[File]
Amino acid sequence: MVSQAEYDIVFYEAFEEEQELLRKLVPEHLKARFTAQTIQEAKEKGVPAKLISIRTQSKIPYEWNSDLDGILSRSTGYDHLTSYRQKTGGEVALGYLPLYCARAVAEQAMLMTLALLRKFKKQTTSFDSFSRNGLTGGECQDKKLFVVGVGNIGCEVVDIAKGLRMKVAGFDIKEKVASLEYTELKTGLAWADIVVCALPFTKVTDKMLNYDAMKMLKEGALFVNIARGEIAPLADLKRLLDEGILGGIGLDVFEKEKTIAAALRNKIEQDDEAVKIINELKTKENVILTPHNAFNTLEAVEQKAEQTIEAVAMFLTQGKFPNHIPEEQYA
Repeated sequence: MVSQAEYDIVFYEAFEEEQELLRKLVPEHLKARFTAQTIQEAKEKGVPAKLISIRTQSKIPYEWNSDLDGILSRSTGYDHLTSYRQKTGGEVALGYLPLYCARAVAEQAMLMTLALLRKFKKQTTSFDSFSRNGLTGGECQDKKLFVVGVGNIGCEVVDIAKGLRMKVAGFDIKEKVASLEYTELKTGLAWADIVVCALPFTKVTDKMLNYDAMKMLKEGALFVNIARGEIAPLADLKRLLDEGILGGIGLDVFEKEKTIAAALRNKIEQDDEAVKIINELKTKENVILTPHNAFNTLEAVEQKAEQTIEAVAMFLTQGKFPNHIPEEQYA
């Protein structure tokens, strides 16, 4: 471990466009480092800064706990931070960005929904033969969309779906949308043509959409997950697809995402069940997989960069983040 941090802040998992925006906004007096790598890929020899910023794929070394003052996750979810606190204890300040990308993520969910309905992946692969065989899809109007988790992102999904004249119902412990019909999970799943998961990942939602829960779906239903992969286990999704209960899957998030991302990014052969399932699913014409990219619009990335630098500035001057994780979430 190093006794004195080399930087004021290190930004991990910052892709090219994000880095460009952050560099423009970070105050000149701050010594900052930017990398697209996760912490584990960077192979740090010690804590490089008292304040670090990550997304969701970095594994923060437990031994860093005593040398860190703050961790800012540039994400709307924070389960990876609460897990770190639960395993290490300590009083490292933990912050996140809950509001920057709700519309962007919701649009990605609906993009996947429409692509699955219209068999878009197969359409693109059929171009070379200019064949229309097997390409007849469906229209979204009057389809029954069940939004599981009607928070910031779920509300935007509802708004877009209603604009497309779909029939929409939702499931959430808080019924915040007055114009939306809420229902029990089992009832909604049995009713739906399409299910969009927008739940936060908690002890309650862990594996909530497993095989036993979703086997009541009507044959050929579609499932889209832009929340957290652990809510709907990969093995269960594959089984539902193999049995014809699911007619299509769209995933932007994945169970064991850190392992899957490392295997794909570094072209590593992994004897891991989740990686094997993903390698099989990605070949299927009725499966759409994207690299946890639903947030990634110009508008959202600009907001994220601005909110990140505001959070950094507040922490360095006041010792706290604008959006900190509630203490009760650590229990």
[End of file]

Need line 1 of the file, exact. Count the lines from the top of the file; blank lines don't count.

Amino acid sequence: MVSQAEYDIVFYEAFEEEQELLRKLVPEHLKARFTAQTIQEAKEKGVPAKLISIRTQSKIPYEWNSDLDGILSRSTGYDHLTSYRQKTGGEVALGYLPLYCARAVAEQAMLMTLALLRKFKKQTTSFDSFSRNGLTGGECQDKKLFVVGVGNIGCEVVDIAKGLRMKVAGFDIKEKVASLEYTELKTGLAWADIVVCALPFTKVTDKMLNYDAMKMLKEGALFVNIARGEIAPLADLKRLLDEGILGGIGLDVFEKEKTIAAALRNKIEQDDEAVKIINELKTKENVILTPHNAFNTLEAVEQKAEQTIEAVAMFLTQGKFPNHIPEEQYA